Friday, December 12, 2008

Car Crash

The Senate bailed out on the bailout:

The Senate on Thursday night abandoned efforts to fashion a government rescue of the American automobile industry, as Senate Republicans refused to support a bill endorsed by the White House and Congressional Democrats.

The failure to reach agreement on Capitol Hill raised a specter of financial collapse for General Motors and Chrysler, which say they may not be able to survive through this month.

After Senate Republicans balked at supporting a $14 billion auto rescue plan approved by the House on Wednesday, negotiators worked late into Thursday evening to broker a deal but deadlocked over Republican demands for steep cuts in pay and benefits by the United Automobile Workers union in 2009.

The failure in Congress to provide a financial lifeline for G.M. and Chrysler was a bruising defeat for President Bush in the waning weeks of his term, and also for President-elect Barack Obama, who earlier on Thursday urged Congress to act to avoid a further loss of jobs in an already deeply debilitated economy.

“It’s over with,” the Senate majority leader, Harry Reid of Nevada, said on the Senate floor, after it was clear that a deal could not be reached. “I dread looking at Wall Street tomorrow. It’s not going to be a pleasant sight.”

It appears that the Republicans — especially those from states like Alabama, Tennessee and Kentucky where there are non-union auto plants — didn’t really want to see the bailout pass in the first place; they went through the motions so that they couldn’t be portrayed at the outset like anti-union corporate thugs out of the 1930’s. The union pay-cut sticking point should not have been a deal-breaker. It was just the excuse they needed to shoot it down.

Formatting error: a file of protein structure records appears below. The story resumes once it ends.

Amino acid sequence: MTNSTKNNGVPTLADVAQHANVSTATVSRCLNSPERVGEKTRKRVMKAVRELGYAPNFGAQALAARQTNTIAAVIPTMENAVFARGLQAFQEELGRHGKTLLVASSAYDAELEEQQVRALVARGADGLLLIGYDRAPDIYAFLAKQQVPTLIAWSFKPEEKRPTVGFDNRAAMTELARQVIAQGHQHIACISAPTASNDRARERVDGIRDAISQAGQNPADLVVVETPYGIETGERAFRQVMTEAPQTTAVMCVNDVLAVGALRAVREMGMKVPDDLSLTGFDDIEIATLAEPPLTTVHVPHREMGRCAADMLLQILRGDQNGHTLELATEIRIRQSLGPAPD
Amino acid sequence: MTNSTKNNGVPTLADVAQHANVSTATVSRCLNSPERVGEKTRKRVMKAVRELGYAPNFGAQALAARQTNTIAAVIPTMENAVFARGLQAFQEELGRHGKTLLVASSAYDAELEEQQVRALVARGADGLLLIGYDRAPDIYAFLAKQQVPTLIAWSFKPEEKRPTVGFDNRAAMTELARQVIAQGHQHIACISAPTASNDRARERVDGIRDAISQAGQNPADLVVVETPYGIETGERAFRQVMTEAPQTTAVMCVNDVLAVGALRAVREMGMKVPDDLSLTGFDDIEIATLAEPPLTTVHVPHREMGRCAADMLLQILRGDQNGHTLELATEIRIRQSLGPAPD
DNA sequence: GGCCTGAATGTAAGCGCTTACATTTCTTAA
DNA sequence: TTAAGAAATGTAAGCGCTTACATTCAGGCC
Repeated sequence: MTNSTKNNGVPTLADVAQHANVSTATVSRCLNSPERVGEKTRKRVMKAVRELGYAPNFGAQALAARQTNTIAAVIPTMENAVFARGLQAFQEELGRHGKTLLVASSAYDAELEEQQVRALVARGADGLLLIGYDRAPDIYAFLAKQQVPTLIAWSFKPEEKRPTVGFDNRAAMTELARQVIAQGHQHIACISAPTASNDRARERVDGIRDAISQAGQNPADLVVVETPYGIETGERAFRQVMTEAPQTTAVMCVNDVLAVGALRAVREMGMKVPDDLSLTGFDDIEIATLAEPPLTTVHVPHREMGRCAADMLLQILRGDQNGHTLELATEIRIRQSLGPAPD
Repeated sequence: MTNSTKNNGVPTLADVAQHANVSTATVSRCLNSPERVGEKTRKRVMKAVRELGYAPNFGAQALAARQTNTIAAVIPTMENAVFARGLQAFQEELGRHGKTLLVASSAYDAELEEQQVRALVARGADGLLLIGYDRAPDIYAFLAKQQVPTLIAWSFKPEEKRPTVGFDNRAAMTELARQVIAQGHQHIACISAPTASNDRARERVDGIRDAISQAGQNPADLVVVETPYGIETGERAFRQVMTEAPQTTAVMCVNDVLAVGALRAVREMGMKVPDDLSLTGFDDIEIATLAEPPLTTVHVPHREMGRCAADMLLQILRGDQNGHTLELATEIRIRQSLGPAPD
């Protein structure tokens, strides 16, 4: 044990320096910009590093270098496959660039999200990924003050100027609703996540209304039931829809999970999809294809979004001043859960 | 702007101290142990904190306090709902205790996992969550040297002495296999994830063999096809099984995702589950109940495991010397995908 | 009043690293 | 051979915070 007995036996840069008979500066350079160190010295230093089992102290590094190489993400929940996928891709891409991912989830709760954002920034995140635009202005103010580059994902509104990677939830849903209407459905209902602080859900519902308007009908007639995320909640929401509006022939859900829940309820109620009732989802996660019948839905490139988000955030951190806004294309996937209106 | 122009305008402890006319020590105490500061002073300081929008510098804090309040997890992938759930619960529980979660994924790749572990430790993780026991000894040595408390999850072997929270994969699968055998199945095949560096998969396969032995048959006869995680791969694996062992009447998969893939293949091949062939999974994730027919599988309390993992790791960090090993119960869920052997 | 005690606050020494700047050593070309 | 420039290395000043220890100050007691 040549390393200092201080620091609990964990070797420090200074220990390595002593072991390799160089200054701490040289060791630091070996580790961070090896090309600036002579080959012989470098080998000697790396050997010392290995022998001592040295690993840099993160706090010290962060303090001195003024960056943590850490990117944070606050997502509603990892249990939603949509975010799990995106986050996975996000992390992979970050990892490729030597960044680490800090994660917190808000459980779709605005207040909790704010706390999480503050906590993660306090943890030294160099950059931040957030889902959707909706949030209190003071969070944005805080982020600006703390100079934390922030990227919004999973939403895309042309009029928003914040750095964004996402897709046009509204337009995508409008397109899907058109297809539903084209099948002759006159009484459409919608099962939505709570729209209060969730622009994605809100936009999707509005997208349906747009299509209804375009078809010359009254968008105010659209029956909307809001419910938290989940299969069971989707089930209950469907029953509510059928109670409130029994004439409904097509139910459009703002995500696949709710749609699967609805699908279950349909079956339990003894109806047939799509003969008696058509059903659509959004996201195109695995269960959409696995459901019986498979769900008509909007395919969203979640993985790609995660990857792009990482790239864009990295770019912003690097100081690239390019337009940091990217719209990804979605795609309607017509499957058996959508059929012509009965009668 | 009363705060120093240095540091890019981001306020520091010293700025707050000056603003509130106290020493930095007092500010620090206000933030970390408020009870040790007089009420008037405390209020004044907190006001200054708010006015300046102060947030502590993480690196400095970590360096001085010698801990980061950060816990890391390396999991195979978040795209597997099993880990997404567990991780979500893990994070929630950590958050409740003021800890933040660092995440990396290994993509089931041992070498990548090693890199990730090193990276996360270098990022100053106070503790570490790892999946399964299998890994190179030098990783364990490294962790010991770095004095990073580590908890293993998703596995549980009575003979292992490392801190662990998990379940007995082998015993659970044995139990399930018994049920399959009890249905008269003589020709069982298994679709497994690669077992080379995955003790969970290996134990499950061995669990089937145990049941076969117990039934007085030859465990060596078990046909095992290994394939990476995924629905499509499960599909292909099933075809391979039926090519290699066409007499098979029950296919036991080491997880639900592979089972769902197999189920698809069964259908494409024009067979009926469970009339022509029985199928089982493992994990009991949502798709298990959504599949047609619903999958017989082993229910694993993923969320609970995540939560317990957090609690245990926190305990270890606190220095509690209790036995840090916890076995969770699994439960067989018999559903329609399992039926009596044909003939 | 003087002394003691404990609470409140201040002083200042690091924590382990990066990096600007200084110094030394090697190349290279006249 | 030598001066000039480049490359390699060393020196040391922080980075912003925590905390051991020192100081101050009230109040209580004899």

“It sounds like the U.A.W. blew it up,” said Senator David Vitter, Republican of Louisiana.

Senator Richard C. Shelby of Alabama, the senior Republican on the banking committee and a leading critic of the auto bailout proposal, said: “We’re hoping that the Democrats will continue to negotiate but I think we have reached a point that labor has got to give. If they want a bill they can get one.”

If GM and Chrysler file for bankruptcy protection, it will not mean the end of the companies. They will get a chance to get their act together by not being forced to pay their creditors. That gives them a little breathing room, but the problem doesn’t stop there. The auto industry isn’t just the big plants in Detroit; it’s the hundreds of suppliers — the creditors — who are left holding the bag. These are not big companies, either. The shop that makes the roller bearings or the springs for the company that makes the car seats; they employ maybe a fifty or a hundred people, and they’re located in places like Beulah, Michigan, or Fostoria, Ohio, or Henderson, Kentucky. When they can’t pay their creditors, they don’t have highly-paid lobbyists to go to Washington to work out a deal; they close their doors. Ironically, these are the small businesses that employ the so-called Joe Sixpacks that the GOP is so happy to parade around during the campaigns and crow about how they’re on their side…by keeping gays from getting married. Sure, you lost your job and your house and your kids don’t have any health insurance and their schools look like the bottom of a birdcage, but at least you don’t have to worry about the queers and their rights.

Yes, there’s a Plan B. The Bush administration, which banked what was left of its credibility on the deal, can get the money from the $700 billion bailout already passed by the Congress in September. But the Senate Republicans have clearly proved that after all the years of rubber-stamping the deficit spending of the last eight years and basically handing the keys of the treasury to banks through deregulation, they can turn around and become the soul of Ebeneezer Scrooge in the middle of a recession — and just in time for Christmas — in order to score political points with the constituency that they betrayed.